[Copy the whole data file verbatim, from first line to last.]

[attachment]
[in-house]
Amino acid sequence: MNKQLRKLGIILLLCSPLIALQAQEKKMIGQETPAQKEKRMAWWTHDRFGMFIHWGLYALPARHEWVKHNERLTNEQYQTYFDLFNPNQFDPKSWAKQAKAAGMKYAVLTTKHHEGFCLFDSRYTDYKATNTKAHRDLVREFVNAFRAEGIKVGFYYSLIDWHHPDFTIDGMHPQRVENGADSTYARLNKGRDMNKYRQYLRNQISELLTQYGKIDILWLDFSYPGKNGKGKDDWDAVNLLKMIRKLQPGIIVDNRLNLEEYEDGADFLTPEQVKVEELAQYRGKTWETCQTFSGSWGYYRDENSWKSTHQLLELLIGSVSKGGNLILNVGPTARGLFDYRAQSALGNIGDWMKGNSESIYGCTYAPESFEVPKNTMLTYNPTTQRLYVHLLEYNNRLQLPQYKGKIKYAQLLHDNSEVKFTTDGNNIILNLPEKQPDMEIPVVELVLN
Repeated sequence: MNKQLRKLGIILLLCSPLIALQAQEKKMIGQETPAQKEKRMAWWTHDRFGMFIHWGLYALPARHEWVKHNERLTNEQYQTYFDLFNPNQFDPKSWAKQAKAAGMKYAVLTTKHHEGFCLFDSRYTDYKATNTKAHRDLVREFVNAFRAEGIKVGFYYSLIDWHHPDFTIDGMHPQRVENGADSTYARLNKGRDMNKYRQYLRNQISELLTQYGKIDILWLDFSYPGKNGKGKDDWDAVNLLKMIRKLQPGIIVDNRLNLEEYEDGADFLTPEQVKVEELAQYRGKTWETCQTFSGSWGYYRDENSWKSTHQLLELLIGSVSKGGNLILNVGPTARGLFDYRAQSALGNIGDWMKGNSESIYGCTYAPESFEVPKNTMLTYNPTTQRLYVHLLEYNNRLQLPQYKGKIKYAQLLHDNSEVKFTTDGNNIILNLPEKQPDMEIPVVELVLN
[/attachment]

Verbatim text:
[in-house]
Amino acid sequence: MNKQLRKLGIILLLCSPLIALQAQEKKMIGQETPAQKEKRMAWWTHDRFGMFIHWGLYALPARHEWVKHNERLTNEQYQTYFDLFNPNQFDPKSWAKQAKAAGMKYAVLTTKHHEGFCLFDSRYTDYKATNTKAHRDLVREFVNAFRAEGIKVGFYYSLIDWHHPDFTIDGMHPQRVENGADSTYARLNKGRDMNKYRQYLRNQISELLTQYGKIDILWLDFSYPGKNGKGKDDWDAVNLLKMIRKLQPGIIVDNRLNLEEYEDGADFLTPEQVKVEELAQYRGKTWETCQTFSGSWGYYRDENSWKSTHQLLELLIGSVSKGGNLILNVGPTARGLFDYRAQSALGNIGDWMKGNSESIYGCTYAPESFEVPKNTMLTYNPTTQRLYVHLLEYNNRLQLPQYKGKIKYAQLLHDNSEVKFTTDGNNIILNLPEKQPDMEIPVVELVLN
Repeated sequence: MNKQLRKLGIILLLCSPLIALQAQEKKMIGQETPAQKEKRMAWWTHDRFGMFIHWGLYALPARHEWVKHNERLTNEQYQTYFDLFNPNQFDPKSWAKQAKAAGMKYAVLTTKHHEGFCLFDSRYTDYKATNTKAHRDLVREFVNAFRAEGIKVGFYYSLIDWHHPDFTIDGMHPQRVENGADSTYARLNKGRDMNKYRQYLRNQISELLTQYGKIDILWLDFSYPGKNGKGKDDWDAVNLLKMIRKLQPGIIVDNRLNLEEYEDGADFLTPEQVKVEELAQYRGKTWETCQTFSGSWGYYRDENSWKSTHQLLELLIGSVSKGGNLILNVGPTARGLFDYRAQSALGNIGDWMKGNSESIYGCTYAPESFEVPKNTMLTYNPTTQRLYVHLLEYNNRLQLPQYKGKIKYAQLLHDNSEVKFTTDGNNIILNLPEKQPDMEIPVVELVLN